Because I could not use my phone, I had to bring a physical book instead reading off my Kindle app, an SLR camera instead of using my iPhone camera, a real notebook instead of keeping notes in my memo app, and a map book instead of asking the Google app. I came to realize at this point that my dependence on my phone is not only the emotional attachment to people that are not near me, but also the functions that really make my life easier. Maybe this is a part of being addicted, but it seems somewhat justified through the rationale of convenience.
After I got to Chelsea Park, I decided to sit in the park to start reading, making the most of the two hours I have before meeting my friend. However, it got so cold that I decided to look for a café nearby to sit in. I ended up sitting in a bar for two hours with a glass of orange juice, which is one of the few non-alcoholic drinks they have. If I could use my phone, I would have known that it was too cold to sit outside, and I would have been able to look up a Starbucks nearby.
As Pang says on his personal experience of DWT, “How different your sense of time is when it is not regulated by information technologies,” I also realized how slowly time seemed to go by when I did not have access to my phone. It seems like digital devices nowadays fill in the small fractions of time in our lives, making us seem always so busy and fast-paced.
I arrived at the meeting point half an hour earlier to meet my friend, while he arrived ten minutes after me. It seemed like when we stop relying on technology to communicate, we give ourselves more time to get to one place. It might be less efficient, as the time waiting for a friend can easily be wasted, but if everyone arrives earlier, an event can start and end on time or even early.
During the time I spent with my friend, I truly experienced how information technology has transformed communication efficiently. Due to my parents’ demand of letting them know the time I got back to the dorm, I had to ask my friend to ask another friend to send a Facebook message to my mom. Due to miscommunication though, a wrong message was sent. I ended up having my friend hold his phone for me to talk directly to the other friend to tell her exactly what to do. Information technology has definitely made direct communication much easier.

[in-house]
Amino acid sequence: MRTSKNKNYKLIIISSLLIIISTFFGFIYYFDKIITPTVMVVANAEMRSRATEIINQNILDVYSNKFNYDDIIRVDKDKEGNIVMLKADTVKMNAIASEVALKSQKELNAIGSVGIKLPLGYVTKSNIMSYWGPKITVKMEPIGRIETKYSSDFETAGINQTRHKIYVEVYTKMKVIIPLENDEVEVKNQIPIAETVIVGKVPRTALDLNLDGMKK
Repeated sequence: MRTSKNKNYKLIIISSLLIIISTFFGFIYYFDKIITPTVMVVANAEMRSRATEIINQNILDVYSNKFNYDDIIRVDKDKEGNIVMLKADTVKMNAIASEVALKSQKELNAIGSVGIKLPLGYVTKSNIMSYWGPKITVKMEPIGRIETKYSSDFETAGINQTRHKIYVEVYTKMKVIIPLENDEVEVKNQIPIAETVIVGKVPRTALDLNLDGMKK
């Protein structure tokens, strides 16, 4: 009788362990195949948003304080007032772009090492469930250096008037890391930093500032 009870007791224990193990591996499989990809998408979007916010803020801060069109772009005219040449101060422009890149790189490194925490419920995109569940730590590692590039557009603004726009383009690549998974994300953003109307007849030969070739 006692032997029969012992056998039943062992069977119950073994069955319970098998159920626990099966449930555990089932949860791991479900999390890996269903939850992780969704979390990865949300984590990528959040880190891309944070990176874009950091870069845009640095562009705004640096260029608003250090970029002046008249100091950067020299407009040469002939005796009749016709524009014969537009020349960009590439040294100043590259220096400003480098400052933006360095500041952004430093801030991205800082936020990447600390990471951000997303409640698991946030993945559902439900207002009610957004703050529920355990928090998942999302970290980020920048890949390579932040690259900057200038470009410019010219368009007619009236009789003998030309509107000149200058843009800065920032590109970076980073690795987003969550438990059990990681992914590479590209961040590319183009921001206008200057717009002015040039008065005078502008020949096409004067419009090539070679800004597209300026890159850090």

As Pang said, “We have, literally, never lived in a world without technology.” Since it is inevitable to avoid passively receiving aid from technologies in the modern world; the best I can do is to actively stop myself from using certain kinds of them. Looking back at my DWT, I would consider it a luxury during Spring Break: it actually felt really nice to give myself a day off to explore the City and spend time with my friends without being interrupted by information that does not really mean anything to my life.
Then I recalled my weekends back in elementary and middle school, when I would intentionally turn off my phone and keep myself away from the gossips of my friends. In freshman year in Shanghai where YouTube and Facebook was blocked, I was fine with living without certain information technologies. What has changed my life to be so controlled by the devices? Or maybe it is the feeling that Pang mentioned: “my own abilities extended, being improved in some way,” which made technologies an inseparable part of my life. I am glad though, through DWT, I discovered that I still have the ability to live my life with my own natural instincts, instead of being controlled by some operating system behind the screen.